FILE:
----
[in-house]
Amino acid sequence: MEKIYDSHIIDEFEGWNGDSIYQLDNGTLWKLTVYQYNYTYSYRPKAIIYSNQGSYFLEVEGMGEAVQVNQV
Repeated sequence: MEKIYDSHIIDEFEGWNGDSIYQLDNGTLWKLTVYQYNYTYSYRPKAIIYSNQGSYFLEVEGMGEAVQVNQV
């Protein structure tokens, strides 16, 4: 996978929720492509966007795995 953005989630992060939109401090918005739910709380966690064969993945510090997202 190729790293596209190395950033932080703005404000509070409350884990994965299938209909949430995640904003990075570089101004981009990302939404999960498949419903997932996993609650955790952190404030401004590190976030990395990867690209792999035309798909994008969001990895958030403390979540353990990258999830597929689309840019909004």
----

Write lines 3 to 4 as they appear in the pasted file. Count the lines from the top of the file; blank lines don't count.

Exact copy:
Repeated sequence: MEKIYDSHIIDEFEGWNGDSIYQLDNGTLWKLTVYQYNYTYSYRPKAIIYSNQGSYFLEVEGMGEAVQVNQV
């Protein structure tokens, strides 16, 4: 996978929720492509966007795995 953005989630992060939109401090918005739910709380966690064969993945510090997202 190729790293596209190395950033932080703005404000509070409350884990994965299938209909949430995640904003990075570089101004981009990302939404999960498949419903997932996993609650955790952190404030401004590190976030990395990867690209792999035309798909994008969001990895958030403390979540353990990258999830597929689309840019909004």